This article looks at the historic presence of the festival, survival as boria (choral street performance) and alleged Shi‘a roots in Malaysia.
There is a tendency, within and outside academia, to connect the public observance of the Muharram festival to the Shi‘a school of Islam. In consequence historic reports of the Muharram festival in places such as the Americas, Africa, and in Southeast Asia are linked directly to Shi‘a Islam. This article looks at the historic presence of the festival, survival as boria (choral street performance) and alleged Shi‘a roots in Malaysia. Nearly all scholars believe that it originally arrived there in the nineteenth century via Shi‘a Indian soldiers/sepoys who accompanied the British. Yet a detailed study of the sepoys reveals that they were actually Sunni Muslims or else Hindus. The article concludes that most studies discount the Sunni Muslims historic participation in spreading the festival as their ‘own’. The study also high-lights a need to move away from using contemporary interpretations and parameters of Shi‘a and Sunni Islam as they were formerly observed and practiced.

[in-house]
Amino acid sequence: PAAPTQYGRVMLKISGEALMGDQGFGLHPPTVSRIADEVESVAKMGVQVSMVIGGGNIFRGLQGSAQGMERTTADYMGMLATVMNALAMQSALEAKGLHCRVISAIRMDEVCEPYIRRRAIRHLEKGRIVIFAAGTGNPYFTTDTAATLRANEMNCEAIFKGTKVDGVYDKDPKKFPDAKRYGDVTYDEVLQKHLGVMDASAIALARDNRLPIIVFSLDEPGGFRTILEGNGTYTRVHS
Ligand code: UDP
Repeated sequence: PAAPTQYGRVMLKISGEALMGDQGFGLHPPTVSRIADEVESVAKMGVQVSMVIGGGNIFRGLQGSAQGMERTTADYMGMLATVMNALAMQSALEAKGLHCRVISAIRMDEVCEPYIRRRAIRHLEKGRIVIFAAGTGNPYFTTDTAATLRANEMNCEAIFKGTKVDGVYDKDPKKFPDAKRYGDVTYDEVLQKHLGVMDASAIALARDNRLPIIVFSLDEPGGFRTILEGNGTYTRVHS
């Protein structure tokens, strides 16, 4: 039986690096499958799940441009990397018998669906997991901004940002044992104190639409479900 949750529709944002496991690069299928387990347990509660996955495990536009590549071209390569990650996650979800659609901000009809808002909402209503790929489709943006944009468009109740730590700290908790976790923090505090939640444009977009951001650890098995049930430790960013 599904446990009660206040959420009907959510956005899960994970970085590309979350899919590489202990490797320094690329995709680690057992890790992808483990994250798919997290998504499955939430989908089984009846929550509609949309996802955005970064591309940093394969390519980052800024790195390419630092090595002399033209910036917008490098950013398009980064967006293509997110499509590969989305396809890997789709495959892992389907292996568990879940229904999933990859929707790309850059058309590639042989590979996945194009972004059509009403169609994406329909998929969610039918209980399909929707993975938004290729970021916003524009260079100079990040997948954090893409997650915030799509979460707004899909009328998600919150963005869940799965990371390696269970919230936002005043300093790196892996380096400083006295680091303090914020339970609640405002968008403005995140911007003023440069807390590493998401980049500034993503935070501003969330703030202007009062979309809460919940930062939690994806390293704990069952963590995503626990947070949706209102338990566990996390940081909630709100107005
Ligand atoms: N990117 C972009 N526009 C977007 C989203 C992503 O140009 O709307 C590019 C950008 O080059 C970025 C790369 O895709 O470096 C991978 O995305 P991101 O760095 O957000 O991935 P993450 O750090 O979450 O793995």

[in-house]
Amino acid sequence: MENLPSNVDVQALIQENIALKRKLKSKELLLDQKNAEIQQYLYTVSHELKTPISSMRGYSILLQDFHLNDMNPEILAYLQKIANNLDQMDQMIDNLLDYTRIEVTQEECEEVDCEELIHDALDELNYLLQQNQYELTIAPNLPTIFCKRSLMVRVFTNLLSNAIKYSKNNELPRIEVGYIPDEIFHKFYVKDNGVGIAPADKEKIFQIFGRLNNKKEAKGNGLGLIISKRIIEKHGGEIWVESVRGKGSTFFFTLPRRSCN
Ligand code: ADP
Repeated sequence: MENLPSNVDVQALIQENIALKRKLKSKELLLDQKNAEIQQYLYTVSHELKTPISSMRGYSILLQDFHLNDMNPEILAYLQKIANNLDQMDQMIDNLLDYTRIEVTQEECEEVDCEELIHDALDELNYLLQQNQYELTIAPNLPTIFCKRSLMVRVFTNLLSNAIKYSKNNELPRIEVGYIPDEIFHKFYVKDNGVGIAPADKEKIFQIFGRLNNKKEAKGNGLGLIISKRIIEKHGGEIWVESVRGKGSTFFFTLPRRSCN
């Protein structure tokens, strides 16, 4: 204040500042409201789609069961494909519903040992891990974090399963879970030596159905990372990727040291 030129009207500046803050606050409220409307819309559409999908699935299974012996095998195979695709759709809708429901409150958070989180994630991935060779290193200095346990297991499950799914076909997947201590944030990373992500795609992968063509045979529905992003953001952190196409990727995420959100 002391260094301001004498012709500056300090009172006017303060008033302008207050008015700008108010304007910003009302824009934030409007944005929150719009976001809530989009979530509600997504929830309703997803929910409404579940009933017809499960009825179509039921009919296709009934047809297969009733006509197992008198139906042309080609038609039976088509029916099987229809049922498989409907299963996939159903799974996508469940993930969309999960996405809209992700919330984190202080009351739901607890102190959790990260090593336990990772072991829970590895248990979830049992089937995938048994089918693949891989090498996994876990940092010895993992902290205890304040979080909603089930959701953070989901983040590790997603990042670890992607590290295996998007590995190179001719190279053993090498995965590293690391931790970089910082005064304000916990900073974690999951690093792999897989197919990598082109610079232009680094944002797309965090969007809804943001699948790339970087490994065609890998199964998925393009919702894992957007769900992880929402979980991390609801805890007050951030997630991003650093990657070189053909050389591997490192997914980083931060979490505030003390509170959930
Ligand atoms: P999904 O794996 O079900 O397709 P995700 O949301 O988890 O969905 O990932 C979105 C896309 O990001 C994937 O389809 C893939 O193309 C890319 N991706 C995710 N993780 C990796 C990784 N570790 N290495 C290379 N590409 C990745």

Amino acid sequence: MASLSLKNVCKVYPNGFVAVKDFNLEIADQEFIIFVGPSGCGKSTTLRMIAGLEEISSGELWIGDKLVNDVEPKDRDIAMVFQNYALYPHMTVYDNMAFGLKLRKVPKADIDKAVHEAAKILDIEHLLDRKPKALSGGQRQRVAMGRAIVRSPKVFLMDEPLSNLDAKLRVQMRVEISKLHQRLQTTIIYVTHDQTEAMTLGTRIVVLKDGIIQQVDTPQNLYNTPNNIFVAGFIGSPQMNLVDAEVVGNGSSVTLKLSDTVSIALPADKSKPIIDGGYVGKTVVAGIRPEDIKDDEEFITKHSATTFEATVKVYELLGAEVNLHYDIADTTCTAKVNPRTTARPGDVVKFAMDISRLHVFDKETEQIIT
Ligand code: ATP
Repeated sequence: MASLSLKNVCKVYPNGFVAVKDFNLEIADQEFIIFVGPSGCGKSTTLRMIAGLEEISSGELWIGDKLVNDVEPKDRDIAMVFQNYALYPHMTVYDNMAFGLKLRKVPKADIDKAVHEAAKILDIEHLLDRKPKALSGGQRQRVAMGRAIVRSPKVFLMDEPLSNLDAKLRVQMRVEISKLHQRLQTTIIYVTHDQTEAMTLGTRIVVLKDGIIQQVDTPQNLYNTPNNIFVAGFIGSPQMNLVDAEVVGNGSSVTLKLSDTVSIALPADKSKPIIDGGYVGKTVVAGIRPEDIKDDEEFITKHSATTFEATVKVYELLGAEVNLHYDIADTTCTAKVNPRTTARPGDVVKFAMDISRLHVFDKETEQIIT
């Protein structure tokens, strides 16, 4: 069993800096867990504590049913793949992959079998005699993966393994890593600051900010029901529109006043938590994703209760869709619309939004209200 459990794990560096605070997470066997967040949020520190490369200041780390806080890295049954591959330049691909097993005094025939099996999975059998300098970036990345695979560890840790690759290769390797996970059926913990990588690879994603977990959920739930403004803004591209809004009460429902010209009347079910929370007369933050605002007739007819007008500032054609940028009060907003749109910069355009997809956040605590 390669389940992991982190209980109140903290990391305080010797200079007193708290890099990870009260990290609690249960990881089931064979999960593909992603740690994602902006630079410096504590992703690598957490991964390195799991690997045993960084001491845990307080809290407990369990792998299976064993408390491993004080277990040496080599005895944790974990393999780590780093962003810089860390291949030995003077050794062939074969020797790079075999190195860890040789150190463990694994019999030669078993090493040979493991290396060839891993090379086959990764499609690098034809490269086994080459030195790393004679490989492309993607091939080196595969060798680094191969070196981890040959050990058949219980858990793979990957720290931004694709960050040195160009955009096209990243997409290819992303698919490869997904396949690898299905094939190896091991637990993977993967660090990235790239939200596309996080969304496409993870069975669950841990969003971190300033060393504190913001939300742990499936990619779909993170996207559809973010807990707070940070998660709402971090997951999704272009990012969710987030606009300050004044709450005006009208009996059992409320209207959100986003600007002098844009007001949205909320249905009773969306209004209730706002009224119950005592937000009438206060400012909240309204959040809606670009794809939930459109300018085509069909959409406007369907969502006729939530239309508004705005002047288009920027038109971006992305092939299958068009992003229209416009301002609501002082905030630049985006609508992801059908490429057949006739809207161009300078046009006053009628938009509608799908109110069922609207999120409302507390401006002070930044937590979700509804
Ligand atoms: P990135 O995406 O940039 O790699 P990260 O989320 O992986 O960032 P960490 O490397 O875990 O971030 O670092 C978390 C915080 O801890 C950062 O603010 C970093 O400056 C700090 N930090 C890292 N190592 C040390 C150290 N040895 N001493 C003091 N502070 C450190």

Title: The Hullabaloo Surrounding the Origin of the Muharram Festival Amongst the Sunni Malays
Author: Maziar Mozaffari Falarti
Published in: Journal of Shi‘a Islamic Studies, Autumn 2016 . Vol. IX . No. 4
Length: 25 pages